Effect of porewater salinity on residual shear strength of clays and their mixtures
Published:January 01, 2016
L. He, B.-P. Wen, 2016. "Effect of porewater salinity on residual shear strength of clays and their mixtures", Developments in Engineering Geology, M. J. Eggers, J. S. Griffiths, S. Parry, M. G. Culshaw
Download citation file:
It has been long recognized that the residual shear strength of clayey soil is influenced by porewater chemistry due to physico-chemical interactions between clay and porewater. However, although the correlation between the residual shear strength of clayey soils and salinity of porewater has been discussed by many researchers, it has not been quantitatively specified either in theory or experiment. In this study, the residual shear strength of pure and mixed clays made of smectite, interlayered illite/smectite and kaolinite were investigated after being saturated with NaCl solutions of various concentrations. It was found that the residual shear strength of smectite significantly increased when the concentration of the NaCl was in the range of 0–1 mol L−1 and showed little change when the NaCl concentration was higher. The residual shear strength of kaolinite displayed insignificant change when NaCl concentration varied. Variation of the residual shear strength of interlayered illite/smectite with porewater salinity was quite similar to that of smectite, but with much less magnitude. Moreover, the residual shear strength of the clay mixtures also displayed great variation with the porewater salinity, and the variation may be mainly attributed to aggregation when porewater salinity varied as a result of change in double-layer thickness among clay particles.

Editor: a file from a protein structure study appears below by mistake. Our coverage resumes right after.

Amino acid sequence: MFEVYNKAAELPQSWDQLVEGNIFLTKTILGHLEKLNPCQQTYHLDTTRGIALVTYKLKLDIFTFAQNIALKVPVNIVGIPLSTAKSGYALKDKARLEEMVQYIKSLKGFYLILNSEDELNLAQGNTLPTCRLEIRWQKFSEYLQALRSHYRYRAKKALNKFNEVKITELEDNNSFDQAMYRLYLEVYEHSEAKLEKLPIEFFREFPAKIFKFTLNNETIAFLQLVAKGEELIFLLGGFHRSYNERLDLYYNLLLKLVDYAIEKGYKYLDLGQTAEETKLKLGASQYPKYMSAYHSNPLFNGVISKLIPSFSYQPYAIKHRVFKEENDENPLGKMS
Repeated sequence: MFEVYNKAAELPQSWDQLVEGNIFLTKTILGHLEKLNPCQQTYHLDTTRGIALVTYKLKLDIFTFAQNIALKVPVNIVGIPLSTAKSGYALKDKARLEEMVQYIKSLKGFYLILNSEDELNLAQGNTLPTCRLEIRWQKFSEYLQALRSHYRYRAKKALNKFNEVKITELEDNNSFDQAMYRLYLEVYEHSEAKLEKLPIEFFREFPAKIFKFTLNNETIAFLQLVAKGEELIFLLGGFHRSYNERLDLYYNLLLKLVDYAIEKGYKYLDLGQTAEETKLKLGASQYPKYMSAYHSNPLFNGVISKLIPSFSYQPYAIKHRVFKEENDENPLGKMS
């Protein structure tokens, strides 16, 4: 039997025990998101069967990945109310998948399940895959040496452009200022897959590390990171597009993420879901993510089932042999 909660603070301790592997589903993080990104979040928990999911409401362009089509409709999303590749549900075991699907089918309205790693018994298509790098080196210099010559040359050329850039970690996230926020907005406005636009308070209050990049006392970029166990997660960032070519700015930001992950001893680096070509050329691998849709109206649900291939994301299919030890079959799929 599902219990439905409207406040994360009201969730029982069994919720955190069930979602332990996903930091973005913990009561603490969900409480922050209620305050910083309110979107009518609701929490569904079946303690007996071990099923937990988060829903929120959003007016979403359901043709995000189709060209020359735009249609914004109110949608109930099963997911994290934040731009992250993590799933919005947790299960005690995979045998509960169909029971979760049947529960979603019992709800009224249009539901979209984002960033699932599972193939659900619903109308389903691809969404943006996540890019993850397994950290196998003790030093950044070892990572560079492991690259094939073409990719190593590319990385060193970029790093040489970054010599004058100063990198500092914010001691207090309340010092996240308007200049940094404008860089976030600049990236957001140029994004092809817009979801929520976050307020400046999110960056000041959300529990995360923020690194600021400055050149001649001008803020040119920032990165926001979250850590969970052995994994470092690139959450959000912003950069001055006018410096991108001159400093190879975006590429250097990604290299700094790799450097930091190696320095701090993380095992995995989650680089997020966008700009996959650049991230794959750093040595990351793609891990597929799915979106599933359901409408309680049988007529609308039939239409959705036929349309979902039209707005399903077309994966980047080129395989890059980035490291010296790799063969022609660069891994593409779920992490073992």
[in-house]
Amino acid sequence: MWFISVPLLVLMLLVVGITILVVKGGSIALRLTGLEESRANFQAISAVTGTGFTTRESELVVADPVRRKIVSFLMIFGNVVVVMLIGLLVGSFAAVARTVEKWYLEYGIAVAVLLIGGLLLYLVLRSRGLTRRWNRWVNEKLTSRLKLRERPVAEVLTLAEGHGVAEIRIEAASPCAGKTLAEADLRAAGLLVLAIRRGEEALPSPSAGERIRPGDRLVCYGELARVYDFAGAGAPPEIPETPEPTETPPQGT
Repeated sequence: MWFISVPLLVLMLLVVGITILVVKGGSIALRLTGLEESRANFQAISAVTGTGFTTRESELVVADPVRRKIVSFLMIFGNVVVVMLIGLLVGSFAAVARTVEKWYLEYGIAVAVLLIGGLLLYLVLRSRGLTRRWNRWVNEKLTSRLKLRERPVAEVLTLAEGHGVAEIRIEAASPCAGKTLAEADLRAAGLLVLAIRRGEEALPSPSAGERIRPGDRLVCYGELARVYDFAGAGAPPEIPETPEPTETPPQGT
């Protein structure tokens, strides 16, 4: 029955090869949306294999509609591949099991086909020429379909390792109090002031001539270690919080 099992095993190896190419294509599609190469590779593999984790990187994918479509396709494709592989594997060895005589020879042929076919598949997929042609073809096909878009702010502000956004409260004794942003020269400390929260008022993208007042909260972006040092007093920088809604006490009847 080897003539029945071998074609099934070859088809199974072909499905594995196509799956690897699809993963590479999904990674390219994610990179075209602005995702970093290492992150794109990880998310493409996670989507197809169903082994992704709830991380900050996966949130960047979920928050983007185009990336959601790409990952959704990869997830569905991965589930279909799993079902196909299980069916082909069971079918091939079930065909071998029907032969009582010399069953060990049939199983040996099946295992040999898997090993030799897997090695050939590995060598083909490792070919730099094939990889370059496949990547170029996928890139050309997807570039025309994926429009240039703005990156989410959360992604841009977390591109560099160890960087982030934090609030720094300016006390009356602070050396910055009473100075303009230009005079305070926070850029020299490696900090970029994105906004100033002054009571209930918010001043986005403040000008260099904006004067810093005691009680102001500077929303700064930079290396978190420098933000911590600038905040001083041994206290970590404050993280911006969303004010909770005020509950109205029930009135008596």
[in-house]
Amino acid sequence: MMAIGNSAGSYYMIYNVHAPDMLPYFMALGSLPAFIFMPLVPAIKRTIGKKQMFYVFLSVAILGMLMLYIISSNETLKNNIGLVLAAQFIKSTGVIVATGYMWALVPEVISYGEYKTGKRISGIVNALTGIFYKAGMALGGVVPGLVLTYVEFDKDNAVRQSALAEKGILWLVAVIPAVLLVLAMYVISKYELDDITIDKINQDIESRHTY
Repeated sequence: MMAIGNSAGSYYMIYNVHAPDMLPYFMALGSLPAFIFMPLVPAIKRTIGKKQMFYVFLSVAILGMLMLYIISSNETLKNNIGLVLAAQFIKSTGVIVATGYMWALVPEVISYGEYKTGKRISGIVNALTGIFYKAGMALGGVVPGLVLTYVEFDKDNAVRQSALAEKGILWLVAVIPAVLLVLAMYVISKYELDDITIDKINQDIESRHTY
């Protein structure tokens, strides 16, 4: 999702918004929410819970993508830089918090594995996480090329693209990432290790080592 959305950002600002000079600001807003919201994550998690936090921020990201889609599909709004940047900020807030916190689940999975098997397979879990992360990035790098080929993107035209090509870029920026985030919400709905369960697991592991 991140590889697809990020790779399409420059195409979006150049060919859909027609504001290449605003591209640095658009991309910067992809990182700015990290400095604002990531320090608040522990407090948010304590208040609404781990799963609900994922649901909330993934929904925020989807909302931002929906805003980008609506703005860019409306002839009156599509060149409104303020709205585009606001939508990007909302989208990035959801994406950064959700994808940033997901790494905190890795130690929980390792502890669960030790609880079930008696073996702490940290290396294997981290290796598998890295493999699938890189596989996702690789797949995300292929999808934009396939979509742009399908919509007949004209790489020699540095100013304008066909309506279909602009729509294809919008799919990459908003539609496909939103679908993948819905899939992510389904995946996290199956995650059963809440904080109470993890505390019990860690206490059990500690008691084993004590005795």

Figures & Tables
Developments in Engineering Geology
Developments in Engineering Geology is a showcase of the diversity in the science and practice of engineering geology. All branches of geology are applicable to solving engineering problems and this presents a wide frontier of scientific opportunity to engineering geology. In practice, diversity represents a different set of challenges with the distinctive character of the profession derived from the crossover between the disciplines of geology and engineering. This book emphasizes the importance of understanding the geological science behind the engineering behaviour of a soil or rock. It also highlights a continuing expansion in the practice areas of engineering geology and illustrates how this is opening new frontiers to the profession thereby introducing new knowledge and technology across a range of applications. This is initiating an evolution in the way geology is modelled in engineering, geohazard and environmental studies in modern and traditional areas of engineering geology.